Post-MI Death Risk Differs by Race
PHILADELPHIA—African-Americans CKD patients have significantly worse survival following an acute MI than their Caucasian counterparts, researchers have found.
In a study of 1,847 subjects who had experienced an acute MI—1,333 Caucasians and 514 African Americans—followed up for up to 3.5 years, researchers found that, among patients with CKD, African Americans were at 43% higher risk of death than Caucasians after adjusting for numerous potential confounders. Investigators defined CKD as an estimated glomerular filtration rate (eGFR) below 60 mL/min/1.73 m2.
The researchers, led by Sundar Sankaran, MD, a nephrology fellow at Kansas University Medical Center in Kansas City, examined mortality risk according to various strata of eGFR. For both races, the risk increased with decreasing GFR, but the magnitude of these increases was more pronounced in African Americans at each stratum of eGFR.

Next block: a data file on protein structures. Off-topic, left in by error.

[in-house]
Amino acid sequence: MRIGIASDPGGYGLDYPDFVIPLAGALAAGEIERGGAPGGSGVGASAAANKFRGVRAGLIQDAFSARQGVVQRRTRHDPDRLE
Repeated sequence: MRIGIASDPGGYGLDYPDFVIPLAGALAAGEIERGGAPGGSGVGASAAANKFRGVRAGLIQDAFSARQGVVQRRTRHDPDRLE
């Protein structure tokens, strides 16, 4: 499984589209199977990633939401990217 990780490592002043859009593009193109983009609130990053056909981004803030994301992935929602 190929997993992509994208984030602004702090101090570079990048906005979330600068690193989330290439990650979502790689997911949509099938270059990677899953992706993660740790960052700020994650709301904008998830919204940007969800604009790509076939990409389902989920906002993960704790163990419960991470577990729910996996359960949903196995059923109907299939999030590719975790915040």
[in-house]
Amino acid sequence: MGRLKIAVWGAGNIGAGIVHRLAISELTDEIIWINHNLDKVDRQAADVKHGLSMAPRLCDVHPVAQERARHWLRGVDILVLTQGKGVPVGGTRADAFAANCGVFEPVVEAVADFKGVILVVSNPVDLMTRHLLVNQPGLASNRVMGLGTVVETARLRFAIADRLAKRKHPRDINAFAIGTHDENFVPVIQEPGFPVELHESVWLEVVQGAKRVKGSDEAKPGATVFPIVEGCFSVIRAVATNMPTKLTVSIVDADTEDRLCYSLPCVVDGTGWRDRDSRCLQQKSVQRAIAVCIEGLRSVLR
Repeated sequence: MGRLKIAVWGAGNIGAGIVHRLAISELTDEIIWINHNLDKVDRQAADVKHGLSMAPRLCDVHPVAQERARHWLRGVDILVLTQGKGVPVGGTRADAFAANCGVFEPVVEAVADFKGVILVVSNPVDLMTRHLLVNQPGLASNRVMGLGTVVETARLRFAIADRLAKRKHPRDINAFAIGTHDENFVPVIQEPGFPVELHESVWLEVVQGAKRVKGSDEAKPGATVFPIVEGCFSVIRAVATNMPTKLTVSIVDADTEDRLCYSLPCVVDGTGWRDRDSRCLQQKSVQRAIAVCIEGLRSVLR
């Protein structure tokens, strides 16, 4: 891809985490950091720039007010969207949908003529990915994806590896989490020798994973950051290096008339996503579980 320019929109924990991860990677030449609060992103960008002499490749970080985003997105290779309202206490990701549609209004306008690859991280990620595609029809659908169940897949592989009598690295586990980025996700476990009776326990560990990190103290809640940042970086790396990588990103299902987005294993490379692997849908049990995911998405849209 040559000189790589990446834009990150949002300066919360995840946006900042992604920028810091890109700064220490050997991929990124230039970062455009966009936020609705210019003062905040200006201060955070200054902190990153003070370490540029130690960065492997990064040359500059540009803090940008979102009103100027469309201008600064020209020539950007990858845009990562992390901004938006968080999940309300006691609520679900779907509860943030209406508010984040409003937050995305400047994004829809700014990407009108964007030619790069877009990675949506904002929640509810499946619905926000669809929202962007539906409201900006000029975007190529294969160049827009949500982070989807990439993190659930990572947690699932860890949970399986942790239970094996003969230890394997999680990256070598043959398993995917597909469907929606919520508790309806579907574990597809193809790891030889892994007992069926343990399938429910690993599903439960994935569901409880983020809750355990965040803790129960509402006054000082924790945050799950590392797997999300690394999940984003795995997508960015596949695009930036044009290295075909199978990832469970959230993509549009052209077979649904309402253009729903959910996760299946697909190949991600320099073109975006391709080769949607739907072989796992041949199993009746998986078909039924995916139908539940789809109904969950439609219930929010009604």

African Americans with an eGFR less than 30, 30-59, and 60 mL/min/1.73 m2 or higher had a 3.7, 2.5, and 1.7 times increased mortality risk, respectively, compared with Caucasians without CKD (eGFR of 60 or higher), Dr. Sankara's group reported here at the American Society of Nephrology's Renal Week meeting. Among Caucasians, those with an eGFR less than 30 and 30-59 had an 89% and 65% greater mortality risk, respectively, compared with subjects who had an eGFR of 60 or higher. The researchers observe no difference in mortality risk among subjects without CKD.
The reasons for the racial disparity is unclear, but genetic differences and access to care could be among the contributing factors, Dr. Sankaran said, noting that African Americans who suffer an acute MI are known to present later for treatment.